Microraptor gui: Bird or Dinosaur
A look into the therapod dinosaur-bird evolution debate
Justin Costa Rica
There are many hypotheses about the relationship between therapod dinosaurs and the birds. The most widely accepted hypothesis on the origin of birds is that birds evolved from a group of therapods called maniraptorians. Within the last decade, the line between what is a dinosaur and what is a bird has been blurred. An accumulation of new discoveries has opened a Pandora’s box of debate over the origin of birds. The recent discovery of Microraptor gui (Fig. 1), presumably a feathered dinosaur, has added fuel to the fire of what characters define a bird. Microraptor gui was discovered in the Jiufotang Formation in western Liaoning, China. Microraptor gui is 77 cm in length and has four wings. The feature that makes Microraptor gui unique is that it has a wing on each hind-limb. At first glance, one would think that Microraptor gui would be a bird. The evidence supporting Microraptor gui being a bird is that feathers are present covering the whole body, and its forelimbs are modified for flight. However, the evidence supporting Microraptor gui being a dinosaur is overwhelming. Microraptor gui has a digit pattern of 1-2-3, rather than the 2-3-4, seen in birds and possesses the “killer” claw which is characteristic in most basal dromaeosaurs. The next question is the phylogenetic position of Microraptor gui (Fig. 2). Xing Xu proposes that Microraptor gui is part of a tetrapteryx stage of evolution. In 1915, William Beebe proposed that the first bird would be a four-winged glider. Evidence for Beebe’s hypothesis comes from the asymmetrical feather vanes that indicate an aerodynamic morphology for flying. Because of the importance of the specimen to the origin of birds, paleoornithologists like Allan Feduccia question whether the fossil is a forgery like Archeoraptor was demonstrated to be. Further study is needed on Microraptor gui, and similar specimens, to better understand the origin of birds and the beginning of flight.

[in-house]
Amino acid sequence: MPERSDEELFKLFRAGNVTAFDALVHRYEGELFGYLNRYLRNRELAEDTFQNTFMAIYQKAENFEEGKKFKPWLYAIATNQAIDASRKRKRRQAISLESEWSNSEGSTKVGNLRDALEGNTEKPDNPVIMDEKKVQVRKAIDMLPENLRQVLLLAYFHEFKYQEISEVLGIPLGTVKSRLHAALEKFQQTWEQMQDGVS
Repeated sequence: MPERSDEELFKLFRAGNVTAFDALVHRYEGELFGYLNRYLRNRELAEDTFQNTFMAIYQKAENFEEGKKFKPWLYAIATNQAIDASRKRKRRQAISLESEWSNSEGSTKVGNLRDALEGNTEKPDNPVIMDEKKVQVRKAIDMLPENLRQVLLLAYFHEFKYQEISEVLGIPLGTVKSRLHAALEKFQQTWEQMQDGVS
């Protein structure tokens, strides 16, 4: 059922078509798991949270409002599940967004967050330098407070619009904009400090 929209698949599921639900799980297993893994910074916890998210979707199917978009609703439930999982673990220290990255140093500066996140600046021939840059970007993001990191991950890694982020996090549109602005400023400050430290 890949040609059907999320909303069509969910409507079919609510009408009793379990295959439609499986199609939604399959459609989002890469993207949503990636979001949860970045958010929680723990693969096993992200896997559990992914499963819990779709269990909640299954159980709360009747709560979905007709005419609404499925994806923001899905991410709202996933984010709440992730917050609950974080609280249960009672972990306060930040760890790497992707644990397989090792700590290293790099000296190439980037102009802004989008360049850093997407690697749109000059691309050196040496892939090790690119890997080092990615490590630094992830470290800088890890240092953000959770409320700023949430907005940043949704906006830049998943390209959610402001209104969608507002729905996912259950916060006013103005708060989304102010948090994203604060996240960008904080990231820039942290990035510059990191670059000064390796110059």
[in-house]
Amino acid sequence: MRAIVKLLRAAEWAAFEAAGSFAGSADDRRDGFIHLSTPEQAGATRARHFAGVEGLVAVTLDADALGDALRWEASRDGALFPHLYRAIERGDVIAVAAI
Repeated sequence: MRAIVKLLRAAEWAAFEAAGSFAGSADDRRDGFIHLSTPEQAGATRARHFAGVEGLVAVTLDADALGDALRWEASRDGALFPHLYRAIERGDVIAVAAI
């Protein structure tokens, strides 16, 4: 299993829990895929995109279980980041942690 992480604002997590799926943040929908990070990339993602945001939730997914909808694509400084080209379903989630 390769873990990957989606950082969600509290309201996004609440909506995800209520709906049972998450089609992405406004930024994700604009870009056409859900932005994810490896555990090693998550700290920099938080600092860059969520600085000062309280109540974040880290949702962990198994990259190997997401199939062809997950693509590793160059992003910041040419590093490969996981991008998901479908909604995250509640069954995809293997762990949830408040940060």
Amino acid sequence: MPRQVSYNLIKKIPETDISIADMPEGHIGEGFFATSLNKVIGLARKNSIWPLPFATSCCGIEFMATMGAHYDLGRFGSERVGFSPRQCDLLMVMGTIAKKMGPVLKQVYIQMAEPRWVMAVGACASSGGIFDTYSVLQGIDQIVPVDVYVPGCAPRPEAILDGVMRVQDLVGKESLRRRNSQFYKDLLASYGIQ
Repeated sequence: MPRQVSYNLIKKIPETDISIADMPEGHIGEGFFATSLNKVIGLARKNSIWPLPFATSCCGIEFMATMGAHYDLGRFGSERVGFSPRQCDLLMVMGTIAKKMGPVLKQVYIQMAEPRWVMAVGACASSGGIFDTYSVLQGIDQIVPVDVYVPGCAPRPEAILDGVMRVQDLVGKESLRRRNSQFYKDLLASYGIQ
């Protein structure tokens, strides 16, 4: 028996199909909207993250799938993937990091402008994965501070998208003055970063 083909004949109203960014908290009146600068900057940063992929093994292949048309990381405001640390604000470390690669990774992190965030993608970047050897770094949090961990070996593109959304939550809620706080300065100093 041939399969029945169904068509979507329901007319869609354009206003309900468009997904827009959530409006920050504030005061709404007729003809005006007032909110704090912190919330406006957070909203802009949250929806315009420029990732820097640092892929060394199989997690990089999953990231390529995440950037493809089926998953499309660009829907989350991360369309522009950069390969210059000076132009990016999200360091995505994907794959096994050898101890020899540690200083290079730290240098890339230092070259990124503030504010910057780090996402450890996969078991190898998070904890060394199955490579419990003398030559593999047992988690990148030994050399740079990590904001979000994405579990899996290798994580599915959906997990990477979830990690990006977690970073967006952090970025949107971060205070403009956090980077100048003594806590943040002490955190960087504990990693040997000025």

Figure 1 A reconstruction of M. gui showing the morphology and distribution of the pennaceous feathers. Nature Vol. 421, page 336, January 23, 2003.
Figure 2 The origin of birds within therapod dinosaurs. Nature Vol. 421, page 323, January 23,2003
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